How would you fit in with a hiring company's values and culture?

How would you fit in with a hiring company's values and culture?

Look at any job advert or careers website and there’s a string of values that the company subscribes to as part of their culture. Most of them make sense, as businesses try to position themselves as more socially responsible, but what is a candidate supposed to make of them and fit in with them.


Not too long ago, a company tempted people to work for them with a decent salary and good prospects. As we race toward the second quarter of the 21st century, modern job hunters like to see something of themselves in the companies they work for.

Finding the values you aspire to

During the tech startup boom, that may have been the lure of games rooms, coffee bars and office slides. But now workers are growing up a little, looking for firms that have strong environmental goals, encourage workers to do charity work or develop themselves.

The good news is that most larger firms take these values from the same corporate playbook. Where big firms lead, smaller ones follow, and adapt the values they see elsewhere for their view of the world.

Usually, this comes from the founders, who might encourage strong mental health, always asking questions, taking time to help others and so on. If you visit enough career pages, you will notice a startling similarity between most of their value messages.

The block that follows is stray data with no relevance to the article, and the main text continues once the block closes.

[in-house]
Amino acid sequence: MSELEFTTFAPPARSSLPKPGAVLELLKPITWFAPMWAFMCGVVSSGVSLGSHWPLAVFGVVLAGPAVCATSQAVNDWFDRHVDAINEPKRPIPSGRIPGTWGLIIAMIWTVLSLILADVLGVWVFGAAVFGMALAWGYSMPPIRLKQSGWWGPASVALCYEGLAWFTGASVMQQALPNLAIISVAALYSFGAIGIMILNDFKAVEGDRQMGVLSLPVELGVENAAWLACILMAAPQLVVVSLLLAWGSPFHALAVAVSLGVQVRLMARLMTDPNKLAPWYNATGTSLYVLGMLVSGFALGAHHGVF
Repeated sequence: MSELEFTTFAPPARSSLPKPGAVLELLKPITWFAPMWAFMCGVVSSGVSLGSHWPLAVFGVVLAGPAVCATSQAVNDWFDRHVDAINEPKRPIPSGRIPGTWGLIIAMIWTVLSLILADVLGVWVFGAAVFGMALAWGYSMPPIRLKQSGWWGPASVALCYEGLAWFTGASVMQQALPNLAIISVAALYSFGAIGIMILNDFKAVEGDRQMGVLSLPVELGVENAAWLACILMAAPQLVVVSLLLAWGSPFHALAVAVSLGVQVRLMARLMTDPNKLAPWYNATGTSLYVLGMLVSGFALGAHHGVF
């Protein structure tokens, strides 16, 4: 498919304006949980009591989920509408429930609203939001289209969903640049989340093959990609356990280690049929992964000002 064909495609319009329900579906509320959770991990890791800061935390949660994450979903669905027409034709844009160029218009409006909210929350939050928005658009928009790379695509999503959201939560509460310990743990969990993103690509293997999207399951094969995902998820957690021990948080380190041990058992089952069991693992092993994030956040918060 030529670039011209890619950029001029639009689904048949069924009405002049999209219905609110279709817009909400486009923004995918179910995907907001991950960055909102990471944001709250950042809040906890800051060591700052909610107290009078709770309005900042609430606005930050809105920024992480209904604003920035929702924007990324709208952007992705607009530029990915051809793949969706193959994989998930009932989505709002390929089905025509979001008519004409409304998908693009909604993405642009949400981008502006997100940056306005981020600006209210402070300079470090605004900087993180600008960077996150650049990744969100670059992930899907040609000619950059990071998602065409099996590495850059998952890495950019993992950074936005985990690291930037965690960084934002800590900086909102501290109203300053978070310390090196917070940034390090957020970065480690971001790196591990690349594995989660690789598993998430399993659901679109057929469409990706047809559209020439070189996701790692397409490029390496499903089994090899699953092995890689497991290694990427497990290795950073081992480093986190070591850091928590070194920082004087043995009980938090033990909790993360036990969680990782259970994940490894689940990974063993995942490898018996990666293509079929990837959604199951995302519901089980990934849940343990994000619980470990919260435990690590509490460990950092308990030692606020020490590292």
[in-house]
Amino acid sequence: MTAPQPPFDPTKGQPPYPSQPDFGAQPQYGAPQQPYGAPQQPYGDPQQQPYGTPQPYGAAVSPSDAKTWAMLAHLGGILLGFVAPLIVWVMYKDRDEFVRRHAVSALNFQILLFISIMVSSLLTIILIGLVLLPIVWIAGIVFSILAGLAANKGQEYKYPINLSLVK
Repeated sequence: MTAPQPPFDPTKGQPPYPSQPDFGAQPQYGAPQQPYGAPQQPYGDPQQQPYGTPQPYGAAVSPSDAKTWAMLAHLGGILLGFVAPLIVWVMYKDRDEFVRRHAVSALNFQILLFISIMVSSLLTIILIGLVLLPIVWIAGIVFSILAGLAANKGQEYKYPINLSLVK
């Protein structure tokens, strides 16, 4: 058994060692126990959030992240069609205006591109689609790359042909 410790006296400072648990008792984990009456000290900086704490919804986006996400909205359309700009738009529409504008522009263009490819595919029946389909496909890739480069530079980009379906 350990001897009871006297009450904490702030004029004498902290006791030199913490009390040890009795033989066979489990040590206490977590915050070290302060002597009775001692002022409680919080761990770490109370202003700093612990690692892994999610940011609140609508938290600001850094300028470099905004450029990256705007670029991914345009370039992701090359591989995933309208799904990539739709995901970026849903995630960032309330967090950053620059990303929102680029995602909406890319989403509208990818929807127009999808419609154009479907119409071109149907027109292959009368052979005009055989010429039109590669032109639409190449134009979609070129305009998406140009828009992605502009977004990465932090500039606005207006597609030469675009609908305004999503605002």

The key to a successful interview is to be knowledgeable of the values and culture the firm aspires to. Think of any examples from your career or outside work that you can use to demonstrate your fit. Also, don’t be afraid to suggest how you would fit these values into the role you are applying for.

For younger people entering the workplace, they may not have experience or much knowledge of these values, but can explore them as part of interview research. Candidates who have been through several companies can highlight the good and bad experiences they have had when it comes to values, and build a conversation around them.

If there’s mention of passion and excitement, then you can stray away from your calm demeanor to get excited when discussing these values, and don’t forget to express your own.

The 21st-century culture around careers

When it comes to culture, there are still a few firms out there that present an old-school view of macho success. But most try to put it clearly, even building a book of core values and how they work in practice. This helps workers understand what is expected of them, and how they can fit in.


Whatever the role or business, you can use their values as a yardstick to judge how they operate and treat their workforce. There is nothing to stop you looking at leaders’ social media feeds to see if they put these into practice, or if it's just something they think they should have on their website.

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